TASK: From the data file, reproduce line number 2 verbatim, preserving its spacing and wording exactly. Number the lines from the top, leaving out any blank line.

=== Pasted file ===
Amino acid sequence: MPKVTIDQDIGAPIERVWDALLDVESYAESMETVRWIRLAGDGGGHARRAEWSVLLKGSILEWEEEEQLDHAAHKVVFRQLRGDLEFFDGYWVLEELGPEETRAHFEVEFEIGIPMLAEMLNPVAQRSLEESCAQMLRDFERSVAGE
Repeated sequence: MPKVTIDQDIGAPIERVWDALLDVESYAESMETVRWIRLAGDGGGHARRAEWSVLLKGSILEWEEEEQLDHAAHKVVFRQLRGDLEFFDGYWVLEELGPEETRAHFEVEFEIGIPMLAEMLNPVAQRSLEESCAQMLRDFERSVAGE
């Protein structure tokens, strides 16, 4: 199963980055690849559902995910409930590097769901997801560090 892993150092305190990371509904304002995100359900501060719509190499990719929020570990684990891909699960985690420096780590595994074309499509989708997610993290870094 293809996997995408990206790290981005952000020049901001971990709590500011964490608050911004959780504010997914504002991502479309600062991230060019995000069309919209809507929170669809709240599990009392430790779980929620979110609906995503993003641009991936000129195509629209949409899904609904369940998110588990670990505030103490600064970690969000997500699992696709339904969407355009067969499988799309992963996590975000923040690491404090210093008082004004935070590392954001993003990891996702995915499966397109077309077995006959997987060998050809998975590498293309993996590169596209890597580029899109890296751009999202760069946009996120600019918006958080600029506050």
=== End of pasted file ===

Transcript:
Repeated sequence: MPKVTIDQDIGAPIERVWDALLDVESYAESMETVRWIRLAGDGGGHARRAEWSVLLKGSILEWEEEEQLDHAAHKVVFRQLRGDLEFFDGYWVLEELGPEETRAHFEVEFEIGIPMLAEMLNPVAQRSLEESCAQMLRDFERSVAGE